Frankly, hysteria more than nudity will damage kids, but I grew up in a family where art was understood and appreciated. If children were present, why wasn't the woman supervising them? Initially she claimed she'd lined up 600 people to complain to facebook then later said she'd formed a petition with 389 names to ban the page.
Okay, facebook was started for college students, but sometimes adults like to have adult discussions. For reasons beyond me, that woman didn't agree. I would come to remember that incident…
These days, facebook boils with election tirades. My eMail inbox overflows with political rants that when scratched, turn out to be falsehoods, dozens upon dozens. I hate lies but some people buy into them.
I find it equally offensive when people claim either candidate is a liar. While their facts might be a bit wobbly, a difference of opinion doesn't make a candidate a liar. If we wrongly over-use a word, the word become meaningless.
Upon rare occasions, a message crops up where Velma can't keep her mouth shut. Most are good things: How can you not applaud Margery Flax volunteering to help others in need? How can you not appreciate the Hair Plus Day Spa in Hillsborough, New Jersey offering free shampoos and showers? How can you not like a Republican governor and a Democrat president working together?
In Your face
But not everyone likes the positive. From crime writing, I developed a nose sensitive to bullshit. Thus it came to pass, a picture popped up that offended sensibilities. The photo from an account called 'Tax Payer' purported to show Muslims rioting in Michigan with comments ranting about freedom versus satanism and the usual tripe that the liberal or libertarian press is covering up this important story. A familiar alarm went off: another lie, photographic hate speech.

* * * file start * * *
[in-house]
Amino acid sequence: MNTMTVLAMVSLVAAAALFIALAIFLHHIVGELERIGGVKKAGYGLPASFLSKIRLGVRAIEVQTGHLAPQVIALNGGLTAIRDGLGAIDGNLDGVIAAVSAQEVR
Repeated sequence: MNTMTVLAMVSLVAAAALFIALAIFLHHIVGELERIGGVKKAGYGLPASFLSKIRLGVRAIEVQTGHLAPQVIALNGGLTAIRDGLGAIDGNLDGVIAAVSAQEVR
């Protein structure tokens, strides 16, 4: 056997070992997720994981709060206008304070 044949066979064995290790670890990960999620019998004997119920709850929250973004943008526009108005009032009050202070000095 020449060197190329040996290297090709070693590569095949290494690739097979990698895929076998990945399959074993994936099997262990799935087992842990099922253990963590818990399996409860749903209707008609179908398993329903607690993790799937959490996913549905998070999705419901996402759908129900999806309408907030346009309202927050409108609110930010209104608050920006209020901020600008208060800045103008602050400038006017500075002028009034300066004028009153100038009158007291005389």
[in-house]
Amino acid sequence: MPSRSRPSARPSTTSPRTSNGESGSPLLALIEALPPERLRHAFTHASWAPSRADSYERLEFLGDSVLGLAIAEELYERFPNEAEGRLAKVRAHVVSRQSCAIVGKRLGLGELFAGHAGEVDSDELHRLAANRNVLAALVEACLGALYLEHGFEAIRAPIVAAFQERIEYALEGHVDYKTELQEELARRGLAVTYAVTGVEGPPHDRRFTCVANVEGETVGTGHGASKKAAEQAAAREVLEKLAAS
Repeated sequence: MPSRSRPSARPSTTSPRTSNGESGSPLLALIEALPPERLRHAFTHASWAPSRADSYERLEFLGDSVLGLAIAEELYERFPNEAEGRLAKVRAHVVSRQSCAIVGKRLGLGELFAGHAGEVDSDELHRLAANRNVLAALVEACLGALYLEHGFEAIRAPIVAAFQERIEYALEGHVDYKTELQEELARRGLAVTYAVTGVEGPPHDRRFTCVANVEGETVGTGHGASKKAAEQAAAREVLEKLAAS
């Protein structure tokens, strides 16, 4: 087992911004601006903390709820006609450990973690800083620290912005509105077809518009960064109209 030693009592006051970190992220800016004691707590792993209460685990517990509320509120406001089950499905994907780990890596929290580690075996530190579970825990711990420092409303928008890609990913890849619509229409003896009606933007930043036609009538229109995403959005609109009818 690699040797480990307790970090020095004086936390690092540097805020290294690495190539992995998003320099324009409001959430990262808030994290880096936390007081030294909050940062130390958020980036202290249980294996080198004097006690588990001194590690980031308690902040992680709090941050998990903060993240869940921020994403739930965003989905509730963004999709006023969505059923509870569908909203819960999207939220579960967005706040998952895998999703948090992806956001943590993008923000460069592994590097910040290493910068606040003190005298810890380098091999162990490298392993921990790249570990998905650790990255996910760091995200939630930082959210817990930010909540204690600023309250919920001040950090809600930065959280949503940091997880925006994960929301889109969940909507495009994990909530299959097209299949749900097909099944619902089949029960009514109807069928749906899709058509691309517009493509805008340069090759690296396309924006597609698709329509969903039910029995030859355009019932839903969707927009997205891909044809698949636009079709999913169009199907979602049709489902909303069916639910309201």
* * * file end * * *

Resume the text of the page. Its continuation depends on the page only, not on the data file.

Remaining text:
It took only a few minutes to discover the photograph was not taken in Dearborn, Michigan but from news agency file footage shot three to eight years earlier in Afghanistan. In fact, there's a recent Radio Free Europe Afghanistan story using that same file photo.
Velma posted a single comment, one and only one: "
This is hokum. The photo is real, but taken more than 3 years go in Afghanistan, not the USA. Check your photo source, you may be in copyright violation."
Before they deleted that comment, one guy actually wrote back: "
It may not be accurate but it represents truth."
What? How can compounded lies reveal truth?
And then a funny thing happened. A facebook message popped up saying due to complaints about spamming, Velma was barred from sending messages and contacting people she didn't know.
Okaaay. That punishment thing again, for what? Daily messages about colleagues surely didn't imply spam. One single message to 'Tax Payer' didn't constitute spam, did it?
But I remembered an article about author Deborah MacGillivray and her coven who manipulated Amazon with 'clickies', negative reports of abuse they used to ban critics. facebook has a similar 'click abuse' button. I recalled the woman who claimed she'd gathered 389 people to take down the art page. Had 'Tax Payer' and his sycophantic cronies ganged up and clicked the abuse button to silence the truth?
Due to facebook's lack of transparency I'll never know for sure, but the site certainly doesn't treat people like adults, especially those who act adult. It's ironic that the teens facebook was created for are fleeing to other social networking sites where they can converse out of the shadow of parents while we're stuck on a site with rules for children.
I sometimes see messages like "I'm back from my most recent 30 day ban." This raises at least three questions: Why were they banned? Why did they return? Why do I suspect they're going to be quickly banned again?
SleuthSayers readers are fine, upstanding citizens but have you faced facebook problems? What is your experience? Tell us face-to-face.